Challenges Facing Businesses and Government
Dave Tyrrell and Gary Floyd, Vertex Intellectual Property Strategies Inc.
Many businesses make significant investments in R&D and a large number have their own R&D operation and staff. In general, these R&D activities can be classified in two ways. First, there is basic research aimed at the discovery of break-through pre-competitive technologies. This type of R&D is focused on discovering a new material or developing a new process. Then there is the other classification in which the major emphasis is on the development of existing technologies into useful products that can be offered in the marketplace.
The larger companies are those typically performing fundamental research, and they often have large research centers, often employing hundreds of researchers. These businesses recognize that R&D activities are high risk and anticipate many failed projects before they achieve the "home-run". The frequency of success will vary, and will generally be quite low. However, lets compare this to baseball. Remember that when Mark McGwire comes to bat, he is expected to hit a home-run only one of eight at bats, but he is considered to be one of the most successful players in the game.
Many businesses, including smaller operations, perform product development work. This entails the adaptation of the pre-competitive or base technology into a useful commercial products or the refining of existing products to meet a specific industry need. This type of work is has a much lower risk and is generally expected to be successful when an adequate budget and time is provided to a competent well-equipped R&D group. Continuing with our sports analogy, this is more like the basketball player, who when stepping to the foul line, is expected to score 80% of the time.
Businesses are constantly faced with the challenge of assessing the return on their investments in both types of R&D. This assessment can be a daunting task, because the financial benefits from the application of the results of the R&D require the calculation of the present value of projected future pay-offs. Included in this calculation are components such as future earnings generated from new products, reduced production costs, improved product quality and licensing potential.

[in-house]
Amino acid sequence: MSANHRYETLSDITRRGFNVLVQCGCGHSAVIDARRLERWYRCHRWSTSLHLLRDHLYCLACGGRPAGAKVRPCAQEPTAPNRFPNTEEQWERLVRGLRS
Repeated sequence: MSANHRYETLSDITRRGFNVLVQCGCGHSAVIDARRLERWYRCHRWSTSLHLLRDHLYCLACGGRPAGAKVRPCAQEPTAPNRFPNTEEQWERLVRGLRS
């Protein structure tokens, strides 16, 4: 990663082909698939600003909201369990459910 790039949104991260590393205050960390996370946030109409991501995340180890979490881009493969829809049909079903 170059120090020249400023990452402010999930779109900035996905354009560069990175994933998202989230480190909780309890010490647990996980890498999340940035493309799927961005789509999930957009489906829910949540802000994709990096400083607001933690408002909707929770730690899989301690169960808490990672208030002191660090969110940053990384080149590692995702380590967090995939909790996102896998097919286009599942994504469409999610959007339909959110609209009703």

By having an effective mechanism in place to assess the benefits of R&D expenditures, businesses are in a better position to develop effective R&D strategies. The calculation of return on R&D investments becomes more complex in situations where the government contributes funds to the technology development work. Now in addition to the financial factors described previously, items such as the creation of jobs, improvement of the environment and expanding and disseminating knowledge need to be considered and evaluated. The ability to specify all financial contributions resulting from past technology development and commercialization projects is vital in the structuring and funding of future programs.
Recognizing this need for both industry and government organizations, Vertex Intellectual Property Strategies has developed the VTV AnalysisTM model. This tool is designed to identify both the social benefits and projected financial paybacks from industrial R&D funding, industry consortia technology deployment projects, as well as government and government agency funded technology commercialization initiatives.